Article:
Council looking at modest 1.5% tax increase

After two long days of budget deliberations town council looks ready to bring a modest 1.5 per cent tax increase to residents.

After two long days of budget deliberations town council looks ready to bring a modest 1.5 per cent tax increase to residents.

Deliberations were held Thursday, Nov. 12 and 13 in a public meeting with a focus on a small tax increase due to the slow economy, said Mayor Rick Bonnett. “It was a very tough budget to pull through.”

Initially, the draft interim budget proposed a three per cent increase but Bonnett said council sifted through details line by line to find funds from carryforward projects that were not needed. Approximately $100,000 was pulled out of a landfill project that was no longer needed.

Also during deliberations, staff pulled money from budgeted salaries for operations out of the Hudson Green Nature and Activity Centre that were not needed. This helped council create funds for a new peace officer position, which will take the place of the bylaw officer position.

The draft interim budget allows for $67,000 for the peace officer job, which includes salary, benefits, workers compensation and training. Bonnett says a truck has been budgeted for as well in the fleet replacement program.

Despite the small tax increase, Bonnett said council wants to have several reports ready in the event that the province or the federal government opens up granting for large capital projects. “We’re hoping to be part of that infrastructure win.”

Other areas council wants to see spending drop is for unnecessary projects. During deliberations, administration requested $150,000 to redo the aquaplex roof, but council did not feel that would be necessary considering it is on its last legs.

Dave McPhee, director of operations and property services said there has not been a full engineering study on the building and the leaks could not be found. He recommended fixing the roof. “This will fix it without having to spend three times the capital amount.”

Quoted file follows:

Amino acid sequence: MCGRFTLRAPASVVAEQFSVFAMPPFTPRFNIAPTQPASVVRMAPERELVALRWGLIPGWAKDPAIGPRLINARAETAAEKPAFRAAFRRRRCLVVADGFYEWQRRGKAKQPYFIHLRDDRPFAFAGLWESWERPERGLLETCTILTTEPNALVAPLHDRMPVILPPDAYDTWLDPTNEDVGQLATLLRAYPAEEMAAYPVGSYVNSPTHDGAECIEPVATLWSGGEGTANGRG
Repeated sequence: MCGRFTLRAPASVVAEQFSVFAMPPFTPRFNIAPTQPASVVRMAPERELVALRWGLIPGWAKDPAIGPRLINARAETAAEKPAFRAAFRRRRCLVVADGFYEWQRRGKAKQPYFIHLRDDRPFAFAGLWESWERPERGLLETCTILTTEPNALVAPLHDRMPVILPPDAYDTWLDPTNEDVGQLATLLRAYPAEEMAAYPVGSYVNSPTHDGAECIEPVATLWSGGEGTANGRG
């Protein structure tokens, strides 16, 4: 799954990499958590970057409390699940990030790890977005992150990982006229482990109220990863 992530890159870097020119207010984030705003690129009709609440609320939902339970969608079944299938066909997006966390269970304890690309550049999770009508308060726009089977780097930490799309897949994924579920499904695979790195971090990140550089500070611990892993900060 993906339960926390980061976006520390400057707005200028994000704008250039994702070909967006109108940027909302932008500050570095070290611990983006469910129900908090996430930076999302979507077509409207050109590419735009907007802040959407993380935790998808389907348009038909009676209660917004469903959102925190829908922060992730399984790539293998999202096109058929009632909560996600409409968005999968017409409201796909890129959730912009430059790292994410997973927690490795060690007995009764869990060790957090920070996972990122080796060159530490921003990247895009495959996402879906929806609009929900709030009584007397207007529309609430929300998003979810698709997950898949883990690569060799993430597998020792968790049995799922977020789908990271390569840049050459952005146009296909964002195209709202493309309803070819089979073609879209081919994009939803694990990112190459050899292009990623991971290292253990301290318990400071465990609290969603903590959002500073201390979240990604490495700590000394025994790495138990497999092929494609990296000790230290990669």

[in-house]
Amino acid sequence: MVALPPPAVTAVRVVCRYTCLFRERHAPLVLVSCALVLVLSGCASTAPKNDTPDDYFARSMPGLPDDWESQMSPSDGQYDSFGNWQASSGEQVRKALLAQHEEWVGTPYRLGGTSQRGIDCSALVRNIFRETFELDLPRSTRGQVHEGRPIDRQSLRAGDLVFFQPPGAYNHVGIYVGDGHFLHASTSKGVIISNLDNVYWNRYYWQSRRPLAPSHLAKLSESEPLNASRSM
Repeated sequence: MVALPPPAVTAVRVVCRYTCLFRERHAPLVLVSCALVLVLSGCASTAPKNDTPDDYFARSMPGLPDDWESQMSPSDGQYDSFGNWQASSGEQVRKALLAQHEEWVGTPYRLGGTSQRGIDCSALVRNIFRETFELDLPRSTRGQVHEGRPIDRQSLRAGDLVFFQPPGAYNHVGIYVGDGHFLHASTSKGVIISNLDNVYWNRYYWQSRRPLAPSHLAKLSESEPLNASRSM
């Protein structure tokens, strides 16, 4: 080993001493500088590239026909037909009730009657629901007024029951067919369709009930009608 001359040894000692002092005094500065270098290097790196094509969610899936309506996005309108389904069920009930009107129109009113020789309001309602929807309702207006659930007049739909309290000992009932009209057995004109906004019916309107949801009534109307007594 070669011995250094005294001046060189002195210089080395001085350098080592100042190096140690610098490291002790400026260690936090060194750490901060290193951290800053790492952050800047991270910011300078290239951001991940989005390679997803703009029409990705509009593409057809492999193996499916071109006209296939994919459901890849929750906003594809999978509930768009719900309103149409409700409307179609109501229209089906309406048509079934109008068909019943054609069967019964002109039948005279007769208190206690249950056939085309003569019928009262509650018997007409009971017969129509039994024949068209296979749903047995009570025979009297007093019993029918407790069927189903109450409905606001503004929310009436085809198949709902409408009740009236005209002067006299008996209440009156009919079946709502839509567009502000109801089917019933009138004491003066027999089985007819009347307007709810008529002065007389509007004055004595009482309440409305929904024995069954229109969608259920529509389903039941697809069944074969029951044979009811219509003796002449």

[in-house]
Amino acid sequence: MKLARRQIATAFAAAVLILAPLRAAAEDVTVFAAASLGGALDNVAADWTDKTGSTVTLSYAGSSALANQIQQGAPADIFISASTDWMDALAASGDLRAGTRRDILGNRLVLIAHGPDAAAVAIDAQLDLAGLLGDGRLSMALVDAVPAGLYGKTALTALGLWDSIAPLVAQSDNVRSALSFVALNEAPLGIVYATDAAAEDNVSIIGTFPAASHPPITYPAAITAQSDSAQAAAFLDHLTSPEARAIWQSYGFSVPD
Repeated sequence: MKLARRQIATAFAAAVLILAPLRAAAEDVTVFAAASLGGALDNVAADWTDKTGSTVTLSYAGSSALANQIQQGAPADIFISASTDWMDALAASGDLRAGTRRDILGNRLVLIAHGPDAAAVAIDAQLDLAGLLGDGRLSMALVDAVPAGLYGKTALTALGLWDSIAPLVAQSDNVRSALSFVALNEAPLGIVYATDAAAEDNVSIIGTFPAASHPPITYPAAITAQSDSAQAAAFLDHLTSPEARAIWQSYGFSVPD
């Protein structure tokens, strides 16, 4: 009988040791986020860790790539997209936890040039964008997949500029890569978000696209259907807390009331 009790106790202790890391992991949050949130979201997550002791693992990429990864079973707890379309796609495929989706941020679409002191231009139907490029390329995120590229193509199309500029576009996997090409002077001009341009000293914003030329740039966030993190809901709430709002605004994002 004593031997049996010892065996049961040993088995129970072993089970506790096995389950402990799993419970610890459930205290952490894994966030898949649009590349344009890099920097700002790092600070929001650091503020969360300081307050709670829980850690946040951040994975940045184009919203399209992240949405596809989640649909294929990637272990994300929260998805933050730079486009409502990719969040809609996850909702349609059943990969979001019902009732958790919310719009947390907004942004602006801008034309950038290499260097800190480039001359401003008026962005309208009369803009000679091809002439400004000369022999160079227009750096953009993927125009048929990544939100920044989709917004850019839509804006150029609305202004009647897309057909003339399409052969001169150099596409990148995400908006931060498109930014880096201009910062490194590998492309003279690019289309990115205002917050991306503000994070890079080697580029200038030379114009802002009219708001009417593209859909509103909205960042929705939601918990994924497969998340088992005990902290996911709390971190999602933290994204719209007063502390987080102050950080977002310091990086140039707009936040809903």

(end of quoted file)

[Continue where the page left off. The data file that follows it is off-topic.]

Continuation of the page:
Council suggested he take some of the money from the $150,000 and conduct a structural integrity study to determine if it is worth putting any more money into the building.

“If the building is done, I don’t want to see a 20-year fix for it,” added Bonnett during deliberations.

Four aging playgrounds will be replaced over the next two years. For 2016, there is $160,000 budgeted and another $136,000 for 2017. The four playgrounds were built in the 1980s, Wes Amendt, director of community services told council.

Councillors also took away the 1.3 per cent cost of living adjustment from their own remuneration but kept it for management staff. Union staff will see an increase in their salaries as it was an agreement made with the union last year.

Coun. Tim Falkiner was not present at the budget meetings and Coun. Teri Underhill attended a portion of the Friday meeting.

How the budget might change

The area that could see the draft interim budget change and see a tax increase is if talks with Ponoka County on a regional fire services fall through.

In that case, the town would have to find money to pay for its share of the fire hall, equipment and salaries considering Ponoka County currently pays half the operating costs.

The town has budgeted for the purchase of a $500,000 fire truck with a fixed master stream water cannon. While council gave the nod for the budget item, Coun. Carla Prediger suggested at budget deliberations that any requests related to capital purchases should include the county first.

The current truck, a 2007 Rosenbauer engine, is shared with Ponoka County.

Ponoka County’s fire services agreement is set to expire in April, 2016 and the county has already begun the process of moving forward with its regional system.